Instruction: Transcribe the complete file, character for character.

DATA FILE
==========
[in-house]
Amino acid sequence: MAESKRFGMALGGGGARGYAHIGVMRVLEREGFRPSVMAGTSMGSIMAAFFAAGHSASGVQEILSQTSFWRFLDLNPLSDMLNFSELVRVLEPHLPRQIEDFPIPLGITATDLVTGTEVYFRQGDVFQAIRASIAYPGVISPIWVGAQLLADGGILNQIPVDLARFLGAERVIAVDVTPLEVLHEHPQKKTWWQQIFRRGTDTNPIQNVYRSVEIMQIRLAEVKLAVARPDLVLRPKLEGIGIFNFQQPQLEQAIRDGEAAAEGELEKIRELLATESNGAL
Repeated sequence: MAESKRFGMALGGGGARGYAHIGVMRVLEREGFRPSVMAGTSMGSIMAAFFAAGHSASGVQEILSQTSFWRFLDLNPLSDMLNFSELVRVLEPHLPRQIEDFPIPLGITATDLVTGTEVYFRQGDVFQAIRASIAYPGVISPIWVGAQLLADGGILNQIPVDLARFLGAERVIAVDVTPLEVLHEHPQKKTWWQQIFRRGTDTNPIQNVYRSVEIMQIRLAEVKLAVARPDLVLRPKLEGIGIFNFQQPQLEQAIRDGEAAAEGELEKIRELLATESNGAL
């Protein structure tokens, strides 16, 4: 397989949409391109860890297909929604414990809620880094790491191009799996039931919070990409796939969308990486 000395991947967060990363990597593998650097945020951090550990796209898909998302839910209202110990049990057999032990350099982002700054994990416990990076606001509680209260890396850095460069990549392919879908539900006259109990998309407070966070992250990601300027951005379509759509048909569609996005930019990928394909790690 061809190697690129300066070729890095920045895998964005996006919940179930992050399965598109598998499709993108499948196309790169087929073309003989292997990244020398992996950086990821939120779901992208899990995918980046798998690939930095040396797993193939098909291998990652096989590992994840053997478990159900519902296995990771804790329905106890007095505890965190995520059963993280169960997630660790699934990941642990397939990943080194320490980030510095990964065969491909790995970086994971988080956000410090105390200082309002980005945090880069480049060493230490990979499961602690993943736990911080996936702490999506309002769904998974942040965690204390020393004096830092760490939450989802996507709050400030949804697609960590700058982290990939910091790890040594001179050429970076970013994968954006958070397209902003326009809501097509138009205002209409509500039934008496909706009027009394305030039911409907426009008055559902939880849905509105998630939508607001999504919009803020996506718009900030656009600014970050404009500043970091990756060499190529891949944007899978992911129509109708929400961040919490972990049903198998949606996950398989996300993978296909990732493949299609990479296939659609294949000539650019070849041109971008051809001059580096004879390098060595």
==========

[in-house]
Amino acid sequence: MAESKRFGMALGGGGARGYAHIGVMRVLEREGFRPSVMAGTSMGSIMAAFFAAGHSASGVQEILSQTSFWRFLDLNPLSDMLNFSELVRVLEPHLPRQIEDFPIPLGITATDLVTGTEVYFRQGDVFQAIRASIAYPGVISPIWVGAQLLADGGILNQIPVDLARFLGAERVIAVDVTPLEVLHEHPQKKTWWQQIFRRGTDTNPIQNVYRSVEIMQIRLAEVKLAVARPDLVLRPKLEGIGIFNFQQPQLEQAIRDGEAAAEGELEKIRELLATESNGAL
Repeated sequence: MAESKRFGMALGGGGARGYAHIGVMRVLEREGFRPSVMAGTSMGSIMAAFFAAGHSASGVQEILSQTSFWRFLDLNPLSDMLNFSELVRVLEPHLPRQIEDFPIPLGITATDLVTGTEVYFRQGDVFQAIRASIAYPGVISPIWVGAQLLADGGILNQIPVDLARFLGAERVIAVDVTPLEVLHEHPQKKTWWQQIFRRGTDTNPIQNVYRSVEIMQIRLAEVKLAVARPDLVLRPKLEGIGIFNFQQPQLEQAIRDGEAAAEGELEKIRELLATESNGAL
């Protein structure tokens, strides 16, 4: 397989949409391109860890297909929604414990809620880094790491191009799996039931919070990409796939969308990486 000395991947967060990363990597593998650097945020951090550990796209898909998302839910209202110990049990057999032990350099982002700054994990416990990076606001509680209260890396850095460069990549392919879908539900006259109990998309407070966070992250990601300027951005379509759509048909569609996005930019990928394909790690 061809190697690129300066070729890095920045895998964005996006919940179930992050399965598109598998499709993108499948196309790169087929073309003989292997990244020398992996950086990821939120779901992208899990995918980046798998690939930095040396797993193939098909291998990652096989590992994840053997478990159900519902296995990771804790329905106890007095505890965190995520059963993280169960997630660790699934990941642990397939990943080194320490980030510095990964065969491909790995970086994971988080956000410090105390200082309002980005945090880069480049060493230490990979499961602690993943736990911080996936702490999506309002769904998974942040965690204390020393004096830092760490939450989802996507709050400030949804697609960590700058982290990939910091790890040594001179050429970076970013994968954006958070397209902003326009809501097509138009205002209409509500039934008496909706009027009394305030039911409907426009008055559902939880849905509105998630939508607001999504919009803020996506718009900030656009600014970050404009500043970091990756060499190529891949944007899978992911129509109708929400961040919490972990049903198998949606996950398989996300993978296909990732493949299609990479296939659609294949000539650019070849041109971008051809001059580096004879390098060595």